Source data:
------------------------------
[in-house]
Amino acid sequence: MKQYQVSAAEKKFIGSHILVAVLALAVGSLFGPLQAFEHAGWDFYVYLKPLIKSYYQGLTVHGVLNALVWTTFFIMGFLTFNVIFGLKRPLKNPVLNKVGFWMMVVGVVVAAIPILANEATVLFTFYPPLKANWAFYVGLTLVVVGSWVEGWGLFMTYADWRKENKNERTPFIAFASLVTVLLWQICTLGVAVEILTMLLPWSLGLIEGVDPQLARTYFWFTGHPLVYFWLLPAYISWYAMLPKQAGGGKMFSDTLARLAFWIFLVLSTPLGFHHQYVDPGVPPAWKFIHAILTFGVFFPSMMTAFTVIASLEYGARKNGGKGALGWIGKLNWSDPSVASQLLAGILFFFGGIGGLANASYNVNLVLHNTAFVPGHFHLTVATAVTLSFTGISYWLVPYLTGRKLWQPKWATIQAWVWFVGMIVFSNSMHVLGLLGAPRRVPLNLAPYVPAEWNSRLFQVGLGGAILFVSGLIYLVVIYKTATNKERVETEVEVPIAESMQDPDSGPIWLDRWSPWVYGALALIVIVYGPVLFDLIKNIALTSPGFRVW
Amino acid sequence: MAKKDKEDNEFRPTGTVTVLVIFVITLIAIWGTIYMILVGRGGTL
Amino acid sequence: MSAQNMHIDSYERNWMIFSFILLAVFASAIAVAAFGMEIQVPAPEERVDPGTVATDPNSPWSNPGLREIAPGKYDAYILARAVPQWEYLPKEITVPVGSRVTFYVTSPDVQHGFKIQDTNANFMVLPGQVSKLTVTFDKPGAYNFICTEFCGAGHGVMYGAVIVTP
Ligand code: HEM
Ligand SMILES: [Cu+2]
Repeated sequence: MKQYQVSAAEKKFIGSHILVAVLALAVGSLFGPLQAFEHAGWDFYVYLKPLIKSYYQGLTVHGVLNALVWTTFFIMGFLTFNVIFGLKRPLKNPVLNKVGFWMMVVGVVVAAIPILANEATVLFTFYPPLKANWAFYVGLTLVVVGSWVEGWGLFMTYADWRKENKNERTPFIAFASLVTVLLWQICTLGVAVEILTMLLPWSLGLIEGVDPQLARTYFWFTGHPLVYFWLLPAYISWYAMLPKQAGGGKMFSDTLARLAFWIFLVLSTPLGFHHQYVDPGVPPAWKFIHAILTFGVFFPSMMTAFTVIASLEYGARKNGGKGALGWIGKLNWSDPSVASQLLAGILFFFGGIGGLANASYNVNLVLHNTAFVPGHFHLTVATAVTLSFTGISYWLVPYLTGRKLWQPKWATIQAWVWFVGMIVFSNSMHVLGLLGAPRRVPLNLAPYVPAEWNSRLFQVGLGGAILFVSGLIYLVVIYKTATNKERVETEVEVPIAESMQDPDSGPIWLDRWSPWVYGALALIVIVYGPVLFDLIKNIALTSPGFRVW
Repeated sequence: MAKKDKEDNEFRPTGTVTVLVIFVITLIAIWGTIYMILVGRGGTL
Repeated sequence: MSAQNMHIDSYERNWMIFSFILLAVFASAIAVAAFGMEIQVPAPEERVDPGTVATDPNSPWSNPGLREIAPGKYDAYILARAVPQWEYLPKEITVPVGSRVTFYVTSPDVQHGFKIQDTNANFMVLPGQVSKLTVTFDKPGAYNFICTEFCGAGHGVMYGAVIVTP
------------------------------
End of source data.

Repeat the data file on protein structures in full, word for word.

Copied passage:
[in-house]
Amino acid sequence: MKQYQVSAAEKKFIGSHILVAVLALAVGSLFGPLQAFEHAGWDFYVYLKPLIKSYYQGLTVHGVLNALVWTTFFIMGFLTFNVIFGLKRPLKNPVLNKVGFWMMVVGVVVAAIPILANEATVLFTFYPPLKANWAFYVGLTLVVVGSWVEGWGLFMTYADWRKENKNERTPFIAFASLVTVLLWQICTLGVAVEILTMLLPWSLGLIEGVDPQLARTYFWFTGHPLVYFWLLPAYISWYAMLPKQAGGGKMFSDTLARLAFWIFLVLSTPLGFHHQYVDPGVPPAWKFIHAILTFGVFFPSMMTAFTVIASLEYGARKNGGKGALGWIGKLNWSDPSVASQLLAGILFFFGGIGGLANASYNVNLVLHNTAFVPGHFHLTVATAVTLSFTGISYWLVPYLTGRKLWQPKWATIQAWVWFVGMIVFSNSMHVLGLLGAPRRVPLNLAPYVPAEWNSRLFQVGLGGAILFVSGLIYLVVIYKTATNKERVETEVEVPIAESMQDPDSGPIWLDRWSPWVYGALALIVIVYGPVLFDLIKNIALTSPGFRVW
Amino acid sequence: MAKKDKEDNEFRPTGTVTVLVIFVITLIAIWGTIYMILVGRGGTL
Amino acid sequence: MSAQNMHIDSYERNWMIFSFILLAVFASAIAVAAFGMEIQVPAPEERVDPGTVATDPNSPWSNPGLREIAPGKYDAYILARAVPQWEYLPKEITVPVGSRVTFYVTSPDVQHGFKIQDTNANFMVLPGQVSKLTVTFDKPGAYNFICTEFCGAGHGVMYGAVIVTP
Ligand code: HEM
Ligand SMILES: [Cu+2]
Repeated sequence: MKQYQVSAAEKKFIGSHILVAVLALAVGSLFGPLQAFEHAGWDFYVYLKPLIKSYYQGLTVHGVLNALVWTTFFIMGFLTFNVIFGLKRPLKNPVLNKVGFWMMVVGVVVAAIPILANEATVLFTFYPPLKANWAFYVGLTLVVVGSWVEGWGLFMTYADWRKENKNERTPFIAFASLVTVLLWQICTLGVAVEILTMLLPWSLGLIEGVDPQLARTYFWFTGHPLVYFWLLPAYISWYAMLPKQAGGGKMFSDTLARLAFWIFLVLSTPLGFHHQYVDPGVPPAWKFIHAILTFGVFFPSMMTAFTVIASLEYGARKNGGKGALGWIGKLNWSDPSVASQLLAGILFFFGGIGGLANASYNVNLVLHNTAFVPGHFHLTVATAVTLSFTGISYWLVPYLTGRKLWQPKWATIQAWVWFVGMIVFSNSMHVLGLLGAPRRVPLNLAPYVPAEWNSRLFQVGLGGAILFVSGLIYLVVIYKTATNKERVETEVEVPIAESMQDPDSGPIWLDRWSPWVYGALALIVIVYGPVLFDLIKNIALTSPGFRVW
Repeated sequence: MAKKDKEDNEFRPTGTVTVLVIFVITLIAIWGTIYMILVGRGGTL
Repeated sequence: MSAQNMHIDSYERNWMIFSFILLAVFASAIAVAAFGMEIQVPAPEERVDPGTVATDPNSPWSNPGLREIAPGKYDAYILARAVPQWEYLPKEITVPVGSRVTFYVTSPDVQHGFKIQDTNANFMVLPGQVSKLTVTFDKPGAYNFICTEFCGAGHGVMYGAVIVTP